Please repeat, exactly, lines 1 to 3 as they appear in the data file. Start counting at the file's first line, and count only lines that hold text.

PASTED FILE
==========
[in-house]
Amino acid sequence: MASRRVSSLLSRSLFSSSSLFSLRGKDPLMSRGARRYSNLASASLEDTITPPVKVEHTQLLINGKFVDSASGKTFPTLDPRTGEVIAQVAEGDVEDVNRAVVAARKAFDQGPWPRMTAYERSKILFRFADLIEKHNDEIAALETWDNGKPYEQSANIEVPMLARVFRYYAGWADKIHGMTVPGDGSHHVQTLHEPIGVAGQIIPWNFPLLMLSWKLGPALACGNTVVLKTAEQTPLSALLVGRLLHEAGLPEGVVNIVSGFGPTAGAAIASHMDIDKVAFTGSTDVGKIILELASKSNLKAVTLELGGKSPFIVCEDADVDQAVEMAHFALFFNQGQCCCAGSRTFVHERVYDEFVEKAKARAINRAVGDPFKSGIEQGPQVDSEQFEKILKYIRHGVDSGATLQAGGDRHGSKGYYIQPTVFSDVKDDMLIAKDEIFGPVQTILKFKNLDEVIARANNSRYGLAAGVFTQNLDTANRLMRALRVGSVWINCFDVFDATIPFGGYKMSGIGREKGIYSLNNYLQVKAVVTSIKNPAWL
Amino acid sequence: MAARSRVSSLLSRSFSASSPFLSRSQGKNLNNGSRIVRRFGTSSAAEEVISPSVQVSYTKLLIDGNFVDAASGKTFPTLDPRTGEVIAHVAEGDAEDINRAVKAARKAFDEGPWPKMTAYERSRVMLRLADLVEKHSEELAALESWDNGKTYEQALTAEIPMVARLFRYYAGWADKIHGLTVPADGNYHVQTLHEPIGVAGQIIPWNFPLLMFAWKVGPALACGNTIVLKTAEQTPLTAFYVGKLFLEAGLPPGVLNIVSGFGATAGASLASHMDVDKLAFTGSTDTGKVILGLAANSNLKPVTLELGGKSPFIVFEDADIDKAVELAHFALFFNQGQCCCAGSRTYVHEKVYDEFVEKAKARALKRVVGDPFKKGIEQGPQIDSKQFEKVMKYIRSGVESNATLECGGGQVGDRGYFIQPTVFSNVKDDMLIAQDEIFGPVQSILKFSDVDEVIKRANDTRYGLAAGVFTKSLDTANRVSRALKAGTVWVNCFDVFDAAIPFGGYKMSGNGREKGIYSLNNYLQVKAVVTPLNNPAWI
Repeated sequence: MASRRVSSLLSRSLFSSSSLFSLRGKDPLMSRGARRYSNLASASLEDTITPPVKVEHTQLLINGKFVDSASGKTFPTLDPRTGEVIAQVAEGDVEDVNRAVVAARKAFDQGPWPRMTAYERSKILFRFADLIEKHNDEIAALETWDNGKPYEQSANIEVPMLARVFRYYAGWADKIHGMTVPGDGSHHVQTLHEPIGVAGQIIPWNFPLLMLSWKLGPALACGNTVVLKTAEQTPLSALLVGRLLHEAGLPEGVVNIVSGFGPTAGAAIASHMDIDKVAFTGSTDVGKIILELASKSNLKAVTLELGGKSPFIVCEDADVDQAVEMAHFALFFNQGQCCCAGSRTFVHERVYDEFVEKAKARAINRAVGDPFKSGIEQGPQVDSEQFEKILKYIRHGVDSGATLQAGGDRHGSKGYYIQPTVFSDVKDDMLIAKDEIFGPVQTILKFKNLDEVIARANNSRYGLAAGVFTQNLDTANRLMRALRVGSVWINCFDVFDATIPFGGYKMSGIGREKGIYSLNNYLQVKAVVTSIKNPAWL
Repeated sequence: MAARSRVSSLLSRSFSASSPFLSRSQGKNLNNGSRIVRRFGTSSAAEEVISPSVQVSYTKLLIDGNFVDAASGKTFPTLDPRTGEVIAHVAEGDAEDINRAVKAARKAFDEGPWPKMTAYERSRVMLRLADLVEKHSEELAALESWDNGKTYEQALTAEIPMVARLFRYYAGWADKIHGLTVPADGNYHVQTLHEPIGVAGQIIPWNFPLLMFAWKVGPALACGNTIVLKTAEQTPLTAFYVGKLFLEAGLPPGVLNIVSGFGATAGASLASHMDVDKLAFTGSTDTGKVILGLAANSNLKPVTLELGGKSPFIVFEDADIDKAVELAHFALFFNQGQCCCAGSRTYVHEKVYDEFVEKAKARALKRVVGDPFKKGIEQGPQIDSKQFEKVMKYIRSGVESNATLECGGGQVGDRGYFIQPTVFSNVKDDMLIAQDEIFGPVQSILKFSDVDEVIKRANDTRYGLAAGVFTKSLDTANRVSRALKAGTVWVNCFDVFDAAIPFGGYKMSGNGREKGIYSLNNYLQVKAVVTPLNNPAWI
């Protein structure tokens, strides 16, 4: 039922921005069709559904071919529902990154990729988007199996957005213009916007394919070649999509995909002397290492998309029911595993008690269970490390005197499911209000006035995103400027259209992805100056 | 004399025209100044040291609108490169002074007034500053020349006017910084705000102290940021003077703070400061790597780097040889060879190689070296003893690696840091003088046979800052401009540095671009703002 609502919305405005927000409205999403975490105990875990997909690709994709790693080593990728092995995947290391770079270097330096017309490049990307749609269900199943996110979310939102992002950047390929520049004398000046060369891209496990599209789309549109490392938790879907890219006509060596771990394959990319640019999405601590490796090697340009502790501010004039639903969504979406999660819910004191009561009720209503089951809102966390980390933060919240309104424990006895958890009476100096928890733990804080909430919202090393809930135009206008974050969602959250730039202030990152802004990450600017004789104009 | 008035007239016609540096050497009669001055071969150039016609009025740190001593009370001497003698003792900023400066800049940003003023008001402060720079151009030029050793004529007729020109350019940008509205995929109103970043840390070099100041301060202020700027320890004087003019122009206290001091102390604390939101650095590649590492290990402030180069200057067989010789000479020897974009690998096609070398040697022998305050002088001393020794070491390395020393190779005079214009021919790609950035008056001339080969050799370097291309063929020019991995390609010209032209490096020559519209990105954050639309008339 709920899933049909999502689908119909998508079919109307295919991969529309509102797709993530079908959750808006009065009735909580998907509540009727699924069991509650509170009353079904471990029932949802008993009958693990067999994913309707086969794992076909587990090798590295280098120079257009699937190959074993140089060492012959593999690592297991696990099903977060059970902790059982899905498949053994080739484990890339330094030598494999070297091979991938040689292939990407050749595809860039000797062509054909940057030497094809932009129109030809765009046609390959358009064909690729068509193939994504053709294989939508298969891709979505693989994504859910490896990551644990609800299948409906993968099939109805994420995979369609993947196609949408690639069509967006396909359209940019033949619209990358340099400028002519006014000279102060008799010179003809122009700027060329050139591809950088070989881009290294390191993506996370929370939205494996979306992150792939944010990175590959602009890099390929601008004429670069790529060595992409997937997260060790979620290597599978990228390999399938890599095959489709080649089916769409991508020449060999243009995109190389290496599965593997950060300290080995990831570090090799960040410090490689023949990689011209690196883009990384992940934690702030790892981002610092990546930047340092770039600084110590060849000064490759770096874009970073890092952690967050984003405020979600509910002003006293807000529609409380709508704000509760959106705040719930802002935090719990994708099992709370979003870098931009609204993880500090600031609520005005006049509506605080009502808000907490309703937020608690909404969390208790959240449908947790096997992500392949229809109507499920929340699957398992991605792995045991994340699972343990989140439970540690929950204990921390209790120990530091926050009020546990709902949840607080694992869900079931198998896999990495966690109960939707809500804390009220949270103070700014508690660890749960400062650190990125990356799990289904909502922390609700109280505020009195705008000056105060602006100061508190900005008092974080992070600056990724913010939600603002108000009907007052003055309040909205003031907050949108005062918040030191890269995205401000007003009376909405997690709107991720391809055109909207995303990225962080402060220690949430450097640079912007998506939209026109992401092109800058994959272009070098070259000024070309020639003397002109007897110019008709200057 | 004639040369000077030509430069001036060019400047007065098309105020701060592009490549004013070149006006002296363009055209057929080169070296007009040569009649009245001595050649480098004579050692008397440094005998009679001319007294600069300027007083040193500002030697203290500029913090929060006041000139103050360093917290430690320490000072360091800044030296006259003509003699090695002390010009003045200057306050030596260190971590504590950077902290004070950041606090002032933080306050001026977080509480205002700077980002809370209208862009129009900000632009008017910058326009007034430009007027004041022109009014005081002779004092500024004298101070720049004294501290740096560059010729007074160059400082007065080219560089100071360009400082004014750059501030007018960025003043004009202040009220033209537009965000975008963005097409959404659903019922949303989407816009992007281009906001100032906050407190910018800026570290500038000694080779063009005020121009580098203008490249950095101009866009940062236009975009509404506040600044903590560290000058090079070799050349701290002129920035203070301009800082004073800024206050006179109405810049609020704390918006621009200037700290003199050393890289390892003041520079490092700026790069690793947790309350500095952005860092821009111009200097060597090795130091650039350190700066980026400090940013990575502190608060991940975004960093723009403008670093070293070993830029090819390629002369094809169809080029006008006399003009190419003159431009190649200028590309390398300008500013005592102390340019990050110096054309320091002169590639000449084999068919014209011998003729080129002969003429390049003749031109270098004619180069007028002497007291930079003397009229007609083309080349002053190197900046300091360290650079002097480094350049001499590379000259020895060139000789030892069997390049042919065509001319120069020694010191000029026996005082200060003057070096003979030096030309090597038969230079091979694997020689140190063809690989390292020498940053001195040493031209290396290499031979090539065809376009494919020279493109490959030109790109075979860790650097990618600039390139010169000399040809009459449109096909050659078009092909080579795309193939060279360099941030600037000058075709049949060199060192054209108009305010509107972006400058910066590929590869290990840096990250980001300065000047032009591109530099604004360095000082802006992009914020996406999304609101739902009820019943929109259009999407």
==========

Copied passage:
[in-house]
Amino acid sequence: MASRRVSSLLSRSLFSSSSLFSLRGKDPLMSRGARRYSNLASASLEDTITPPVKVEHTQLLINGKFVDSASGKTFPTLDPRTGEVIAQVAEGDVEDVNRAVVAARKAFDQGPWPRMTAYERSKILFRFADLIEKHNDEIAALETWDNGKPYEQSANIEVPMLARVFRYYAGWADKIHGMTVPGDGSHHVQTLHEPIGVAGQIIPWNFPLLMLSWKLGPALACGNTVVLKTAEQTPLSALLVGRLLHEAGLPEGVVNIVSGFGPTAGAAIASHMDIDKVAFTGSTDVGKIILELASKSNLKAVTLELGGKSPFIVCEDADVDQAVEMAHFALFFNQGQCCCAGSRTFVHERVYDEFVEKAKARAINRAVGDPFKSGIEQGPQVDSEQFEKILKYIRHGVDSGATLQAGGDRHGSKGYYIQPTVFSDVKDDMLIAKDEIFGPVQTILKFKNLDEVIARANNSRYGLAAGVFTQNLDTANRLMRALRVGSVWINCFDVFDATIPFGGYKMSGIGREKGIYSLNNYLQVKAVVTSIKNPAWL
Amino acid sequence: MAARSRVSSLLSRSFSASSPFLSRSQGKNLNNGSRIVRRFGTSSAAEEVISPSVQVSYTKLLIDGNFVDAASGKTFPTLDPRTGEVIAHVAEGDAEDINRAVKAARKAFDEGPWPKMTAYERSRVMLRLADLVEKHSEELAALESWDNGKTYEQALTAEIPMVARLFRYYAGWADKIHGLTVPADGNYHVQTLHEPIGVAGQIIPWNFPLLMFAWKVGPALACGNTIVLKTAEQTPLTAFYVGKLFLEAGLPPGVLNIVSGFGATAGASLASHMDVDKLAFTGSTDTGKVILGLAANSNLKPVTLELGGKSPFIVFEDADIDKAVELAHFALFFNQGQCCCAGSRTYVHEKVYDEFVEKAKARALKRVVGDPFKKGIEQGPQIDSKQFEKVMKYIRSGVESNATLECGGGQVGDRGYFIQPTVFSNVKDDMLIAQDEIFGPVQSILKFSDVDEVIKRANDTRYGLAAGVFTKSLDTANRVSRALKAGTVWVNCFDVFDAAIPFGGYKMSGNGREKGIYSLNNYLQVKAVVTPLNNPAWI